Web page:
Friday fun: the Revenant 7-point guide to taking perfect pictures EVERY TIME!

by Stefan Fletcher May. 15, 2009 6346 views

All the criticism and suggestions with which I have peppered this site and the critique forum in the last two months lead me to believe that I am an absolutely fantastic photographer.

No, I’m just awesome, judging from the 10,654 comments received to date, many of which use this word. Actually, quite a lot of them referred to my ability to procreate , which means you also know how good I am at that, too.

Why aren’t you all as awesome as me? Well, some of you don’t have my natural modesty. What can I say? (Almost) nobody’s perfect. So what you really need is my patented 7-point guide to taking perfect pictures every time. Guaranteed or double your naff images refunded. And this is what you’re going to get now.

1. Photographic equipment
The most expensive camera around is only just good enough. Hasselblads in the $30,000 range are a steal. In the same way that expensive cars don’t have rear windscreen wipers, your camera should not feature anything as basic as a flash, light meter or lens. Perhaps it simply just doesn’t rain on rich people, but you must further compromise your children’s college fees by buying the most expensive lenses and accoutrements available.

The operating instructions should be only in German or Kanji.


2. IT equipment
In the same vein, the quad-core xenon mac G7 with more processing power than a Cray supercomputer is the bare minimum. You’ll have to buy other incidentals such as a keyboard, mouse, hyper-expensive monitor and a T4 internet connection. And Photoshop.

3. Other equipment
Single malt whisky, but a 1947 Armagnac will do at a pinch.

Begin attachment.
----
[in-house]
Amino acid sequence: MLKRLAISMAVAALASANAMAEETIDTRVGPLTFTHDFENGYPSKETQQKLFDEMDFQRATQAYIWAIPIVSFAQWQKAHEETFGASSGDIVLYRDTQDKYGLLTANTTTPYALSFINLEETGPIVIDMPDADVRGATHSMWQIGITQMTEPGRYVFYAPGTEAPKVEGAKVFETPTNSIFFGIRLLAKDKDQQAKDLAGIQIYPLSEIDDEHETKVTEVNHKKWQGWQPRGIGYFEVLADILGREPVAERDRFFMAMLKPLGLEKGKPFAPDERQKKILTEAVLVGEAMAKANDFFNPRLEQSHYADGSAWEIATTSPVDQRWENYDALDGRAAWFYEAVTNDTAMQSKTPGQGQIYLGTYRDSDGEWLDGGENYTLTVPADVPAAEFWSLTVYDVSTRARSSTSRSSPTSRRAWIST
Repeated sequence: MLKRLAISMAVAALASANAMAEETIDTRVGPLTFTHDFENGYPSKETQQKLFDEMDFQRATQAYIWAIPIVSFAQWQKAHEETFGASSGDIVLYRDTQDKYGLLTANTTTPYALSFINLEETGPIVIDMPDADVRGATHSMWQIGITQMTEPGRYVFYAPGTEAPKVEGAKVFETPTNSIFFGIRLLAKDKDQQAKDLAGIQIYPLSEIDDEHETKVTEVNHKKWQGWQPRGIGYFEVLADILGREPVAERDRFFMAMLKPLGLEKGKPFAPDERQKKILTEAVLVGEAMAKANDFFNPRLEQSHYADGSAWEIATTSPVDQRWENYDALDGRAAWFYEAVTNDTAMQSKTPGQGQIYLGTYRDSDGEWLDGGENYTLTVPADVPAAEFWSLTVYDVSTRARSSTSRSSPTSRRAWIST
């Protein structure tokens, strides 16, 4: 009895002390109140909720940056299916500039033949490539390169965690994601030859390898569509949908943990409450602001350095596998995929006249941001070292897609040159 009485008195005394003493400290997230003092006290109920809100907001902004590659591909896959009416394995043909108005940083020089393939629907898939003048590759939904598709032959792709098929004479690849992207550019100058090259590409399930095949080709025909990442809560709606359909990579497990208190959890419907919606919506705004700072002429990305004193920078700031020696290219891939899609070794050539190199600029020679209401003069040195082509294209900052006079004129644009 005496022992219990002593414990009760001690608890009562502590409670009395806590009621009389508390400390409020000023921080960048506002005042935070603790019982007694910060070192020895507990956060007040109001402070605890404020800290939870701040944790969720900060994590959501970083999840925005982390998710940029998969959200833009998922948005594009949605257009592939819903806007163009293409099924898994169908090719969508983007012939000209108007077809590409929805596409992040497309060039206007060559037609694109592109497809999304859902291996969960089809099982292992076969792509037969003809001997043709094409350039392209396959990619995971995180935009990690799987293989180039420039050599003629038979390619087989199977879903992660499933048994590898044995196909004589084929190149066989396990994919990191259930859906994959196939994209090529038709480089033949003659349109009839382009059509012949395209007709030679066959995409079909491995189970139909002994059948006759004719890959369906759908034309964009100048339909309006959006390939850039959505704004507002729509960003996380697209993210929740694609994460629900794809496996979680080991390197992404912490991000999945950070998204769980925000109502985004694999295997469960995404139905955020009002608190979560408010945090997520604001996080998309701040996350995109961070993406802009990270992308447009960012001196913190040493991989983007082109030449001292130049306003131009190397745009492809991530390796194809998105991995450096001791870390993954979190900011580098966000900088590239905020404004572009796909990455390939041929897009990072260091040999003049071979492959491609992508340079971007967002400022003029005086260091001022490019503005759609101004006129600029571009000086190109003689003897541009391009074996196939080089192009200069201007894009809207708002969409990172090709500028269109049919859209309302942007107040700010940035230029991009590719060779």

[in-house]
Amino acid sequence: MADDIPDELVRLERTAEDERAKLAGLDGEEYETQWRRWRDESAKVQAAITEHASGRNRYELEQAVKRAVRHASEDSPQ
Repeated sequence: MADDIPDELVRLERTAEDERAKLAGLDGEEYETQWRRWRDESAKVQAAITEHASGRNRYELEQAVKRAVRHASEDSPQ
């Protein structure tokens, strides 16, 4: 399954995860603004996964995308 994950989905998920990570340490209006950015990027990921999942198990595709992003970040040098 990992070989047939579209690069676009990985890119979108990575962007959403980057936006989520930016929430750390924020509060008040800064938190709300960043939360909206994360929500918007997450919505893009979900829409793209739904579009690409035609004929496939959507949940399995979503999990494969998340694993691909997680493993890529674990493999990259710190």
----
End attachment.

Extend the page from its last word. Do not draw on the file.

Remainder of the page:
4. Literature
Everything wot all those genius, albeit semi-literate photographers ever wrote, to be learnt by heart.

5. Composition
The cost of your camera should include the services of two assistants for one year (board extra). If you went cheap on me, refer to step 4.

6. Lighting, exposure and depth of field
See Step 5 above

7. And finally…

Remember to take off the lens cap before pressing the shutter. The image above is provided as an example of what happens when you don’t.

I appreciate that some of you may not have the necessary commitment, so I’ll keep on offering temporary fixes until you see the error of your ways.

In the meantime, have a great weekend.

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Mar 7 years, 11 months ago

Tnxx a lot for the guide. Hope it makes it easier to me taking such photos with great color, composition and sharpness in it ;)

Amazing! :)))

7 years, 11 months ago Edited
Joakim Bergquist 8 years ago

Super :) Good sarcastic points!

8 years ago Edited
Karen 8 years ago

ha ha. I will take these points on board and one day maybe, just maybe I might be as awesome as you.

8 years ago Edited
Sandra Vermeulen 8 years ago

This shot is crap, so you are not that good ... :o))

8 years ago Edited
Ricardo 8 years ago

hahaha :D
You're funny ^^

8 years ago Edited
Dragana Jurisic 8 years ago

you're funny

8 years ago Edited
Lostaspens Dad 8 years ago

Judging by the perfect lighting of this one photo; you ARE an absolutely fantastic photographer. The rest is too much to read and comprehend for such a simple brain as mine

8 years ago Edited
Thebronzebow 8 years ago

Who knew I was so woefully under prepared. Note to self: Must rob bank... or even better, liquor store.

8 years ago Edited
Lynda 8 years ago

Your photo may be a milestone in an interpretive visual insight into the existential condition of all visual stimuli. I am struck by the profound clarity of the photograph and the accompanying message encoded in the image. We cannot, I hear you, capture the essence of anything. To do so means the negation of its reality??a rigid death in black and white or colour. I applaud your bravery, your willingness to stand alone.

P.S. I've glued my lens cap on and intend to emulate your work.

8 years ago Edited